We ask a lot of our readers here at Thelma. 500-700 words is a lot. A lot, a lot, a lot. We live in a world where six second vines, 10 item picture lists, and one-off articles that barely contain anything but sure as heck get clicked reign supreme. For that reason, I’d like to thank you, the reader, for using your eyes to transmit the information we create here into your head. It’s a big undertaking and we acknowledge the value of the 4-6 minutes you spend reading our pieces. Thx.

Attention spans are getting shorter. CollegeHumor recently published a three minute video (below) of a slow zoom on a man in a suit asking you to watch the entirety of what he has to say. He asks you not to skip ahead, not even to that mark in between 1/4 and 1/3 complete where videos tend to get good. He asks you not to click over to your Facebook feed while you listen to him talk. The video is painful to watch. Partly because it’s boring, but mostly because it so accurately calls out the new media generation’s (your) inability to pay attention to one piece of content for more than 7-8 seconds.


Browsing through Facebook, we’re hit with a million different bits of information from drastically different sources every second. A Kickstarter your cousin is sharing with her boss, a demographically targeted set of advertisements, an update from your favorite band’s latest tour, and an article about whether or not T-Swift and Diplo’s beef is truly squashed can all occupy the same real estate on your screen. The sheer variety of what is available to consume in a given instant is staggering.

This new brevity of focus has largely to do with how our brains function at a fundamental level. Each new piece of content, from each source, triggers chemical reactions to imbue happiness in a positive feedback loop from a now outdated evolutionary process. In the same way obesity has risen because our brains are programmed to eat fat and sugar-rich foods in excess, short attention spans are on the rise because of our brain’s preset need to learn as much about our environment as possible. However, our gray matter was not made ready for the pummeling from a world feeding you vibrantly new information with each passing breath.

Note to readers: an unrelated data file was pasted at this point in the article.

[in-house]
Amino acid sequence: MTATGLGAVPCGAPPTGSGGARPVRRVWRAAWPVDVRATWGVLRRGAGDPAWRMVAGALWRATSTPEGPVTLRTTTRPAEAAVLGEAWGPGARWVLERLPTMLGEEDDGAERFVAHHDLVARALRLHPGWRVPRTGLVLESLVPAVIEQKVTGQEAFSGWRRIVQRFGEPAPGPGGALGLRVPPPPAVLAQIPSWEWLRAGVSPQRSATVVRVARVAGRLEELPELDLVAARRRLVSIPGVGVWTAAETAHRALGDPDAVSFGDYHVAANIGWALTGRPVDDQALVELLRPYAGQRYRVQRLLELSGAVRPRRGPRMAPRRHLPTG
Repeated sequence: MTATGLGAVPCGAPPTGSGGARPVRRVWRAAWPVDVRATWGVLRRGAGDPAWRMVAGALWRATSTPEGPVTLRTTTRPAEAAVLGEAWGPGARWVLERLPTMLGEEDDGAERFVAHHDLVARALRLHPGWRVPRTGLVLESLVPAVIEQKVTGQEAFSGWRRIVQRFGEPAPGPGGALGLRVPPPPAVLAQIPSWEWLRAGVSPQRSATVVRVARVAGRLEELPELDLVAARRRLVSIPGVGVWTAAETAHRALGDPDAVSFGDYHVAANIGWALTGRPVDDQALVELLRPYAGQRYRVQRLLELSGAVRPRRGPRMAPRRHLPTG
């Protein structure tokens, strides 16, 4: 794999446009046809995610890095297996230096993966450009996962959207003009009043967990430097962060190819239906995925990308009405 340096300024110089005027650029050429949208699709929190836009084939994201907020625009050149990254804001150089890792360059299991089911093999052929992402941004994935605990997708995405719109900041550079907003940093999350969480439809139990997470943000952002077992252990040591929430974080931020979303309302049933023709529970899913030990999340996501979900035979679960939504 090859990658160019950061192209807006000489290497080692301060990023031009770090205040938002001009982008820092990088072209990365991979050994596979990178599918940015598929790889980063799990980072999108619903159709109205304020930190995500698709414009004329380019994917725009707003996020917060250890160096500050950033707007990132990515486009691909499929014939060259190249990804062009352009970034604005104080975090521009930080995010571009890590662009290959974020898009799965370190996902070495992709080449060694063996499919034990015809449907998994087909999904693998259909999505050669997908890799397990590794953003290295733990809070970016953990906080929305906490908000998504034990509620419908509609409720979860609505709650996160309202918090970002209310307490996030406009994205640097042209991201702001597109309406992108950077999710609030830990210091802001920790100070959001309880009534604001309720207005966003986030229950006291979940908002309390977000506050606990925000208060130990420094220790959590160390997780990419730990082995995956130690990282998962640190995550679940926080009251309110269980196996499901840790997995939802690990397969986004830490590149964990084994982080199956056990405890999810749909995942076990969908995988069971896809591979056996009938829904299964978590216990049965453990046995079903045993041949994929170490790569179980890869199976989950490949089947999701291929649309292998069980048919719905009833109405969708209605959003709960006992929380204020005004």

How bad has it gotten? According to the New York Times, you aren’t even reading this article anymore (congrats if you are). Apparently, 17% of all page views on articles last less than four seconds when users realize that ain’t nobody got time for this. On average, users will read about 28% of the content on a given page of average article length (593 words). Perhaps worst of all is the fact that our attention spans are now apparently shorter than that of a goldfish. We’ve actually eclipsed the punchline of the world’s most famous ADD joke. The drop from 12 seconds to eight seconds over the last several years is closely correlated to the doubling of social media sharing and tripling of available digital content over that same period.

Personally, I’ve always had trouble paying attention to things, and not just online. I regularly request friends to repeat statements and stories because I’ve checked out to somewhere else inside my head mid-sentence. While this type of inattention is objectively bad, that may not be the case with modern, digitally-focused ADD. In the past two decades, the internet has unlocked worlds of new information. In the past two years, we’ve seen a revolution in our media publishers narrowing down the information we want and how to deliver it.

Is it so wrong to relish in a one click, one sentence article/image combo unveiling the latest Kimye drama? Are we bad people for being sucked into 15 minute Vine compilations where new videos start before you even realize the previous video sucked? Maybe, but we’re not going to change any time soon. That would take far too much attention.